Peter Kay cancelled shows – your rights

Refunds for cancelled events

Earlier today Peter Kay announced on Twitter that he was cancelling his 18 month tour due to unforeseen family circumstances.

Your rights if you bought tickets for this cancelled event

Refunds for tickets bought from Ticketmaster

Ticketmaster was the official vendor for the live arena tour. It usually refunds tickets automatically including any service charges and it will make the refund to the card you used for payment.

Refunds for tickets bought from a third party seller

StubHub has a FanProtect service so it will refund you the total cost of your order. Seatwave also offers a full refund for cancelled events. Some secondary agents belong to the Association of Secondary Ticket Agents (ASTA) therefore following a code of conduct which includes refunding the full amount in light of cancelled events. Other secondary sites are not members so you will need to check the site for their terms and conditions.

Refunds for tickets bought from social media sites

If you have bought from a Facebook individual/group or a ticket tout you don’t have any rights because the contractual rights for a refund lay with them. Your only chance is if you can trace them and request that they refund you.

Timescales for getting a refund from a cancelled event

You should be refunded from a seller within 30 days but providers may set their own deadlines if overwhelmed. Ticketmaster has said it will refund within 15 days.

Other ways to get a refund for a cancelled event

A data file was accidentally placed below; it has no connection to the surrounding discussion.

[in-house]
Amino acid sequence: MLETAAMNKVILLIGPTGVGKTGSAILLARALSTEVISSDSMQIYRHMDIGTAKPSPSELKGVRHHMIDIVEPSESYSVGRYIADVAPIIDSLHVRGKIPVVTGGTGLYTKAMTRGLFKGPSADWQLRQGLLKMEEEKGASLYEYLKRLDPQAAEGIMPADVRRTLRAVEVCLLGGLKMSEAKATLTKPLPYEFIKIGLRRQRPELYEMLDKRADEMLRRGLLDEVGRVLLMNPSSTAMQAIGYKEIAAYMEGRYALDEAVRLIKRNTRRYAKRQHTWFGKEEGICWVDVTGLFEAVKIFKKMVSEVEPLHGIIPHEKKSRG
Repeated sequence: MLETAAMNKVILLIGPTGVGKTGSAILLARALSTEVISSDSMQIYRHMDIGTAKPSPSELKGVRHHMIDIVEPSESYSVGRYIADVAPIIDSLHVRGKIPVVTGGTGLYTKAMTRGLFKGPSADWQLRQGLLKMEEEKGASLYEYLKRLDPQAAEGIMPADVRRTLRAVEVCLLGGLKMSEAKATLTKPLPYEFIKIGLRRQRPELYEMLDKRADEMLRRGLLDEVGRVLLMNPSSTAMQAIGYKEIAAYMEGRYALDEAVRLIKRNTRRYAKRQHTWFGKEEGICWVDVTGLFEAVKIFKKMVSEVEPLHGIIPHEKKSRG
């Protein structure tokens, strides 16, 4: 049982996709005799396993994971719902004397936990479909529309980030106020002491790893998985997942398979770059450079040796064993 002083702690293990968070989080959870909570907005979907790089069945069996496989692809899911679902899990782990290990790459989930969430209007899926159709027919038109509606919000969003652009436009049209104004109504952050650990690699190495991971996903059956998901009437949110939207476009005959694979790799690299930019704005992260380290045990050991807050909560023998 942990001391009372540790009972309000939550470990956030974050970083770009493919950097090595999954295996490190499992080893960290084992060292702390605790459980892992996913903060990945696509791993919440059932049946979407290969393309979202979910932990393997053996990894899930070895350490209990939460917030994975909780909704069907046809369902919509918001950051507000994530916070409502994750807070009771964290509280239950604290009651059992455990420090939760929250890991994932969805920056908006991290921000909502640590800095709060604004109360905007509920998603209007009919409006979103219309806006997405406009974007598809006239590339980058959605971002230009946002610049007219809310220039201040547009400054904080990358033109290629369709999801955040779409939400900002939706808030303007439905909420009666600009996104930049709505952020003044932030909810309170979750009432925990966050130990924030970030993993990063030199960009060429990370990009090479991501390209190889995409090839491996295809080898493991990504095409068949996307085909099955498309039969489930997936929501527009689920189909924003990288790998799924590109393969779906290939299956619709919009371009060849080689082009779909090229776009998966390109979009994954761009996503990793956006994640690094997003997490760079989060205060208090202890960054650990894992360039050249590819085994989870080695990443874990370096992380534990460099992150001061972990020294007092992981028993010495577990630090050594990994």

Credit card. If you paid more than £100 by credit card you will be able to claim from the credit card company using Section 75 of the Consumer Credit Act

Paypal. You should be able to get a refund through their Buyer Protection scheme.

Debit card. You may be able to claim through Chargeback. Contact your bank regarding this voluntary scheme.

Telephone costs incurred due to cancelled events

Under the Consumer Contracts (Information, Cancellation and Additional Charges) Regulations 2013 traders cannot use a number that is charged at more than the basic rate for after sale enquiries. Numbers starting 084, 087, 090, 091 or 098 are non-geographic numbers. They have an Access Charge set by and paid to the benefit of the caller’s telephone provider and a Service Charge set by and paid to the benefit of the called party and their telecoms provider. They are banned for use in after sales customer services situations. If you have to ring one of these numbers ensure you get the cost of the call refunded. Please let me know in the comments if you have had to ring one of these numbers after sales in the comments below.

The Sun covered these costs in more detail. Peter Kay fans charged up to 62p per minute to call premium rate phone line to claim ticket refunds.

Administration costs you paid for cancelled events